breeds contempt as bad managers rule roost", we see that
managers must balance the need to remain unfamiliar while still
maintaining a "camaraderie" with their employees.
Politics and personal disclosure
In an open political race it's
often impossible to prevent voters from becoming overly-familiar
with the polls, much to their detriment. I remember when
Gary Hart was ousted from the presidential race for an illicit
affair and the old joke went:
"What's the difference between a democrat and
a republican?" (Answer: Republicans give their hearts to Bush, while
Democrats give their bushes to Hart).
Private Corporations and over-familiarity
The problem is employee contempt is exacerbated in
family-owned corporations where the children of the owners are groomed to
take over their enterprise, regardless of their worthiness.
Paternalism is required in large wholly-owned
businesses, as the children are the rightful owners of the enterprise, and many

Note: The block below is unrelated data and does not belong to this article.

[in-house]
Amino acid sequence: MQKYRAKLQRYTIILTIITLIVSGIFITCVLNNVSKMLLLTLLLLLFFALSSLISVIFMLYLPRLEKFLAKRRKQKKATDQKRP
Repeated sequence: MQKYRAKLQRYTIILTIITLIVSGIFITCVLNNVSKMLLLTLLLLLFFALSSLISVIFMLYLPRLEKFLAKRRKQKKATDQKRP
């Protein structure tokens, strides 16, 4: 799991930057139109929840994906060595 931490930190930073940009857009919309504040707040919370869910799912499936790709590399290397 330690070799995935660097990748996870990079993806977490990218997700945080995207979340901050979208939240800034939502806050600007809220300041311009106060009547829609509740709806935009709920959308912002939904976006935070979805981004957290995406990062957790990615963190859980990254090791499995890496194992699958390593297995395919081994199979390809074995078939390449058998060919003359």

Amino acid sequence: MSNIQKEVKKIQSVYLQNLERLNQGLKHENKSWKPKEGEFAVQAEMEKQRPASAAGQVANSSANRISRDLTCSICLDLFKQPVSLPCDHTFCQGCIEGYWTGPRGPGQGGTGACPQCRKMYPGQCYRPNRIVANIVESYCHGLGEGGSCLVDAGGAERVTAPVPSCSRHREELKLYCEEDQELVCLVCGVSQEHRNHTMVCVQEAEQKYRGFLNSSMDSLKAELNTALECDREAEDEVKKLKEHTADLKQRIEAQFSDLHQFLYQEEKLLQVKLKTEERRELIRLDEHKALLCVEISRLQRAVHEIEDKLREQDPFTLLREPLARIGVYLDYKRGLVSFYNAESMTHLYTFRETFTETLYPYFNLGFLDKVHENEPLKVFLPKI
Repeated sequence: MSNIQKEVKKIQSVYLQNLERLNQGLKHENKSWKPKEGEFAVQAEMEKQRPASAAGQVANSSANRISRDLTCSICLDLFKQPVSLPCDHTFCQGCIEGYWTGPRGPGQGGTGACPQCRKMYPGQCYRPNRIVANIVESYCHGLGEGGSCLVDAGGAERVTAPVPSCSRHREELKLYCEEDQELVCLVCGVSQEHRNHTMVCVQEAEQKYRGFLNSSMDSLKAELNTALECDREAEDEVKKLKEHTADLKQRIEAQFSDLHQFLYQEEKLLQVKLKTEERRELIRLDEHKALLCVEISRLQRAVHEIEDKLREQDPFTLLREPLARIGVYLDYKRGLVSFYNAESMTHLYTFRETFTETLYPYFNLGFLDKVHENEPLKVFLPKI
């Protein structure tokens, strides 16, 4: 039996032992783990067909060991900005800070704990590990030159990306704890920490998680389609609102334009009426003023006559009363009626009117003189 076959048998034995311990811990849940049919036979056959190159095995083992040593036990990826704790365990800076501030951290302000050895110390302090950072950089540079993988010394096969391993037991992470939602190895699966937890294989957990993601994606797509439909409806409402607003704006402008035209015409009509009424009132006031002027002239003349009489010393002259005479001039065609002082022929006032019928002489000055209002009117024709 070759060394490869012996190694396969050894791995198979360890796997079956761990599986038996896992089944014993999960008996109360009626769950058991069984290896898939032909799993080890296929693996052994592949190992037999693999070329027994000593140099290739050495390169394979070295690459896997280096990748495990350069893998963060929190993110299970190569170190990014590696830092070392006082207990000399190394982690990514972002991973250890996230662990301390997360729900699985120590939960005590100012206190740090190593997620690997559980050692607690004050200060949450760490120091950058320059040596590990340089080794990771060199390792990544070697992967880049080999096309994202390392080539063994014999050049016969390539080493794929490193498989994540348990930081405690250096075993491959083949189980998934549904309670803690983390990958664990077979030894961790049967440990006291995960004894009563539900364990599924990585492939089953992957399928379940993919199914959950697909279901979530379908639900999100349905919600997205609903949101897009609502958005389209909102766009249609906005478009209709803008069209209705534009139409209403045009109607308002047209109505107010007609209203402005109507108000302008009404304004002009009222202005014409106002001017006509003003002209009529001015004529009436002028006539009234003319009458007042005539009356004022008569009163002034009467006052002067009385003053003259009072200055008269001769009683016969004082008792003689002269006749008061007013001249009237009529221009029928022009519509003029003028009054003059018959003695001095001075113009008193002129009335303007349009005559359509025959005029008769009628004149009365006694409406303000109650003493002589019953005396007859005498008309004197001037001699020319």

of these companies fast-track junior through the mid-level management ranks,
with the bad side-effect that an overly-friendly family member may loose all
respect from their subordinates.
Non-family managers are passed-over to make room
for the children of the company owners, and this contempt is amplified when the
family member is not careful to closely guard their personal life.
The smart management approach to
I've had cases where an employee
will "push" their relationship, in an attempt to "buddy-up", and
these types of sycophants will often cross the line to
inappropriate familiarity, calling their supervisor "buddy" and
In these cases, the employee needs
to be dressed-down quickly and politely, explaining that you
like them, but they can never be friends.
In sum, there is no doubt that
familiarity breeds contempt, but the savvy manager must
understand how to develop a working camaraderie without
crossing-the-line into revealing personal details.